The chairperson of a group representing females within the UK meat industry has said she is “extremely concerned” lack of industry cohesion ahead of the UN Food Systems Summit could have negative implications.
Meat Business Women chair Laura Ryan said: “The global meat industry is fragmented and I’m extremely concerned there isn’t an aligned global narrative ahead of the UN Food Systems Summit, which could result in negative ramifications for our industry.
“Meat Business Women is a global unifying community which brings the sector together.
“Holding dialogues are fundamental to getting the voice heard of our sector and the important role it plays for all.”
In response, Meat Business Women has announced plans to hold a ‘global dialogue’ event in preparation for the summit, which takes place in September.
The discussion will take place on April 14 and will engage with people working in the meat sector and workshop solutions that feed directly into the United Nations Food Systems Summit dialogue.
It will include UK chief veterinary officer Christine Middlemiss as the keynote speaker.
Ideas from the event will then be fed into discussions at the United Nations Food Systems Summit.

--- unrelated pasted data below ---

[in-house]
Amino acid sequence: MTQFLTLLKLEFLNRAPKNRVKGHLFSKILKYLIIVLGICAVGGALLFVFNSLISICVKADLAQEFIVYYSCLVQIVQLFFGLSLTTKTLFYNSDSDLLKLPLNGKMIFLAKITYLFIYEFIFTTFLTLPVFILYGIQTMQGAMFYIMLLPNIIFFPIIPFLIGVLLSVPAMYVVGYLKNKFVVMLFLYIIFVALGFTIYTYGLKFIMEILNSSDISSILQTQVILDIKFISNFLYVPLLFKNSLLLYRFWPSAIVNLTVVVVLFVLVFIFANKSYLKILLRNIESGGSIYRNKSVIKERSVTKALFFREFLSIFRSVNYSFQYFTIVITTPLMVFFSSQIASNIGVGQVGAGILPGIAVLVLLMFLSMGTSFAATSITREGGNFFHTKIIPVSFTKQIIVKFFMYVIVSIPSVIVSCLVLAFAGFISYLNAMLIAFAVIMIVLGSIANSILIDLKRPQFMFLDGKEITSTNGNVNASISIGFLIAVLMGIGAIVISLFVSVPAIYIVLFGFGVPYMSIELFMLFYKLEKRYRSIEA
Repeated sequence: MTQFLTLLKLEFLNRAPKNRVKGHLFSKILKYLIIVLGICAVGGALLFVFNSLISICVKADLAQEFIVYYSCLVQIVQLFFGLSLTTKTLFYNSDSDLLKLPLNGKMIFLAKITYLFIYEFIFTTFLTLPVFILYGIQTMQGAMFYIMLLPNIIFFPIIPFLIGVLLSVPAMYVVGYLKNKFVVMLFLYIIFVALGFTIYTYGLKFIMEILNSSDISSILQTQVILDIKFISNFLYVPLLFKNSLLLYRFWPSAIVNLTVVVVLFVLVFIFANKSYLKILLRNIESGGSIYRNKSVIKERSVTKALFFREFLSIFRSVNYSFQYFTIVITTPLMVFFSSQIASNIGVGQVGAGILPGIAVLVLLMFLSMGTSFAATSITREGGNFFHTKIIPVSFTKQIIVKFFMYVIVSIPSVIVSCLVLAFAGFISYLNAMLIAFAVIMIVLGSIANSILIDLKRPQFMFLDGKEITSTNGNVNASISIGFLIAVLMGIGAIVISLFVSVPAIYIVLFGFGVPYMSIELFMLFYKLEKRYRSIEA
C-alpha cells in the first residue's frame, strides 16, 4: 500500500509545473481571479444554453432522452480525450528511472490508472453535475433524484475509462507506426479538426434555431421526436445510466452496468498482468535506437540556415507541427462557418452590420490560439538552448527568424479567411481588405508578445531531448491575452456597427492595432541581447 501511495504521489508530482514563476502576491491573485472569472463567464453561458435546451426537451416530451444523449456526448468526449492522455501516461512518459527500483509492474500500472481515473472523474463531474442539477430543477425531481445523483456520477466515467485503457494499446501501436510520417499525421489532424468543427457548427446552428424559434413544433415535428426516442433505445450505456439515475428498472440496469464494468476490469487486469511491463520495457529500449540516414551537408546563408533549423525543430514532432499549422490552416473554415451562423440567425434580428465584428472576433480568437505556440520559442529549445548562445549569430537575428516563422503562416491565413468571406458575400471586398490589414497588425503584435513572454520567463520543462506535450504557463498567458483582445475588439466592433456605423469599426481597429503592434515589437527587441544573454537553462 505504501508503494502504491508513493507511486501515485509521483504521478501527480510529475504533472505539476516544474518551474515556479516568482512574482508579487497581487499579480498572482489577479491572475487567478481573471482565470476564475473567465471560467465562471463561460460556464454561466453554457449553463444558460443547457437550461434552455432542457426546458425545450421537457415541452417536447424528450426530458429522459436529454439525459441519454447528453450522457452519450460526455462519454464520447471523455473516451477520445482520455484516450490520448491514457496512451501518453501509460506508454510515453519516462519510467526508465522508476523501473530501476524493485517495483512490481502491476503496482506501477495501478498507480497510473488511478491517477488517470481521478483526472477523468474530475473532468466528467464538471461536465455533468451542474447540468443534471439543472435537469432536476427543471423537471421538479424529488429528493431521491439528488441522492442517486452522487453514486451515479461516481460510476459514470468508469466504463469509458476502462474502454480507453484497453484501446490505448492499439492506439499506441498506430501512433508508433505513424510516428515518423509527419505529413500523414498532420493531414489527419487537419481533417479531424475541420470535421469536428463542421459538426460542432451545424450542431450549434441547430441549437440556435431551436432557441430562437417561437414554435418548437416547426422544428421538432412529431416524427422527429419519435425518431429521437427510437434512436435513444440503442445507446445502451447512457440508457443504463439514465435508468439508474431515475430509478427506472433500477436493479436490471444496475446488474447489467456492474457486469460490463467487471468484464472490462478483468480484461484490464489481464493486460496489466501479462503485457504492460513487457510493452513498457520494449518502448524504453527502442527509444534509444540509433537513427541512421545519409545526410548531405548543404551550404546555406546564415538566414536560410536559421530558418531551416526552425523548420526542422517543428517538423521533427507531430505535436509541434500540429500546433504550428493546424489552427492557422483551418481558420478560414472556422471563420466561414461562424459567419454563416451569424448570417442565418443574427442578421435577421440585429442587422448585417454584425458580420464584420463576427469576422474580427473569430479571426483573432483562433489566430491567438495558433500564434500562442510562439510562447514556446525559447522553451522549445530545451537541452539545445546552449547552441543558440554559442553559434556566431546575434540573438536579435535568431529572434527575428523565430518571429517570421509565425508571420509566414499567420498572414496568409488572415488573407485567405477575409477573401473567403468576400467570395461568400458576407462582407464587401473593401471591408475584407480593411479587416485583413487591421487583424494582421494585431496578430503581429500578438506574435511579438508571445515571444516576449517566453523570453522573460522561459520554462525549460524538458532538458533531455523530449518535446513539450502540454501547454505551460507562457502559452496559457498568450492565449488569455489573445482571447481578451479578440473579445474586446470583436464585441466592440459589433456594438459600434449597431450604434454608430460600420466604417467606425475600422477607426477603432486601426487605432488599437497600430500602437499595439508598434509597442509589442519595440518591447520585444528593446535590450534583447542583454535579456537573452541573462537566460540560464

The dialogue will explore:
- How gender equality can deliver a more sustainable meat industry;
- Who needs to be involved and what actions need to be taken to ensure the involvement and empowerment of women working in the sector?
- And, what impact could gender equality have directly on the Action Tracks identified within the UNFSS? (Particularly with regard to Action Tracks 2 ‘Shift to sustainable consumption patterns’ and Action Track 4: ‘Advance equitable livelihoods’).
Meat Business Women works in partnership with meat businesses to remove the barriers that stop women from reaching their full professional potential.
UN Food Systems Summit
The UN Food Systems Summit has been convened as part of the UN’s ‘Decade of Action’ to achieve its Sustainable Development Goals by 2030.
A statement the UN said the summit will launch “bold new actions” to deliver progress on all 17 goals – each of which relates to some degree on healthier, more sustainable and equitable food systems.
Guided by five Action Tracks, the summit will bring together key players from the worlds of science, business, policy, healthcare and academia, as well as farmers, indigenous people, youth organizations, consumer groups, environmental activists, and other key stakeholders.